Navigating the taxation maze

You may have older workers within your organisation who are planning to take advantage of the new pension flexibilities and dip into their pension pot, regardless of whether or not it is prudent to do so. When they see just how much tax they will have to pay and how many hoops they will have to jump through, some are likely to think again.

The new pension freedoms have received a broad public welcome, but there are a number of factors that could put the purchase of that yacht, sports car or dream holiday on hold.

The biggest issue is that for most people still in work, withdrawing pension cash will mean paying more tax than they would if they wait until they retire.

While a quarter of the fund can be taken tax-free, the remaining three-quarters will be taxed at the individual’s marginal rate, as though it forms part of their annual income. That will push some people into a higher tax band, meaning they could be paying up to 45 per cent tax on the taxable element of their pension.

Wait until they retire and their tax rate will often be considerably lower, with some retirees paying no tax on their pension withdrawal at all. Or at the very least, workers should be considering taking withdrawals over a number of years to keep their tax bill as low as possible.

Pension scheme members with no P45 – for example former employees who are currently not working but not retired – may find themselves given an emergency tax code that assumes the amount being withdrawn is their monthly income. In a worst case scenario this could mean someone withdrawing a cash lump sum of £15,000 a year could be taxed at 45 per cent, because HM Revenue & Customs assumes they will take that amount every month for the rest of the year. They will be entitled to a rebate for the excess tax paid, but they may have to wait a year to get it, and they will have to fill in a tax return for the privilege.

Scheme members may also be confused by the mechanics of withdrawing cash. Workers wanting to withdraw only their 25 per cent tax free cash and leave the remaining three quarters within their pension are likely to be disappointed. This is because the vast majority of workplace pension schemes do not allow this. Instead withdrawals are made on the basis that a quarter is tax free and the remainder is taxed at their marginal rate. This type of withdrawal is called an ‘uncrystallised funds pension lump sum’ (UFPLS).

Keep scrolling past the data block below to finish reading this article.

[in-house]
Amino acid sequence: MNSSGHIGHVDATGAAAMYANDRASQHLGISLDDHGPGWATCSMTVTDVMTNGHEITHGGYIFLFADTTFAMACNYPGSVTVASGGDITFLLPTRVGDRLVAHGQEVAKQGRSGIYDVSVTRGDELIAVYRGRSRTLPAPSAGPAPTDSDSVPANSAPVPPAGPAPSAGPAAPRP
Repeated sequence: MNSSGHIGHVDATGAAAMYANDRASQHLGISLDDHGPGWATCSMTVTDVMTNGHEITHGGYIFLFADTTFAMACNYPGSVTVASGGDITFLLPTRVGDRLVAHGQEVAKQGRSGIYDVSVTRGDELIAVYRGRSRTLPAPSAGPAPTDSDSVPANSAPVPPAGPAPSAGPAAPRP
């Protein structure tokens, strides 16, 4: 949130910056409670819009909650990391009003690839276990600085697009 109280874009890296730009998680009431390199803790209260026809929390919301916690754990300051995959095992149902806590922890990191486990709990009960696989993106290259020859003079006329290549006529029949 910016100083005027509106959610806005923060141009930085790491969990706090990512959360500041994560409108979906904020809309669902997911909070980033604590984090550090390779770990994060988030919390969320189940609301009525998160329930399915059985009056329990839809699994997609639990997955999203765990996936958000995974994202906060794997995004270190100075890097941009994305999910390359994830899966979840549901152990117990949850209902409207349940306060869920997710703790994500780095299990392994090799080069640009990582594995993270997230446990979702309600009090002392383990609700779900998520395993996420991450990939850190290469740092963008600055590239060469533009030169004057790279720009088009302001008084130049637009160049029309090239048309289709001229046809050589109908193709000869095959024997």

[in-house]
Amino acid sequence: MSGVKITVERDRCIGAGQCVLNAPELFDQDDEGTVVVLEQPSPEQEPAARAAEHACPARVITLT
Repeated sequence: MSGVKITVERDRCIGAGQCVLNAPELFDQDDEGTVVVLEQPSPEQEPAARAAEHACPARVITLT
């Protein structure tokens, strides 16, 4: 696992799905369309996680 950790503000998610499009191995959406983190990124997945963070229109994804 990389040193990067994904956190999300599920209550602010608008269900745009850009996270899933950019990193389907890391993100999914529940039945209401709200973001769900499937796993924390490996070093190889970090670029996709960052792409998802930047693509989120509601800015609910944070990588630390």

It is possible for employees to make a withdrawal of the tax free element only, but they will usually have to transfer to a different plan that offers income drawdown. Not only will they possibly find this difficult to arrange, but they will also have to pay charges that could run into hundreds of pounds to access a pension drawdown arrangement that allows them to do this.

Workers should also be made aware that they are also missing out on tax free growth when they withdraw their cash from their pension. Withdrawing it and leaving it on deposit with a building society makes no sense when you can benefit from tax free saving by keeping your money inside the pension wrapper.

The reality is that most people are going need as much money as possible to fund their retirement, so leaving it where it is makes sense. And for those contemplating making withdrawals against their own better judgement, the mechanics of doing so are likely to make them think again.

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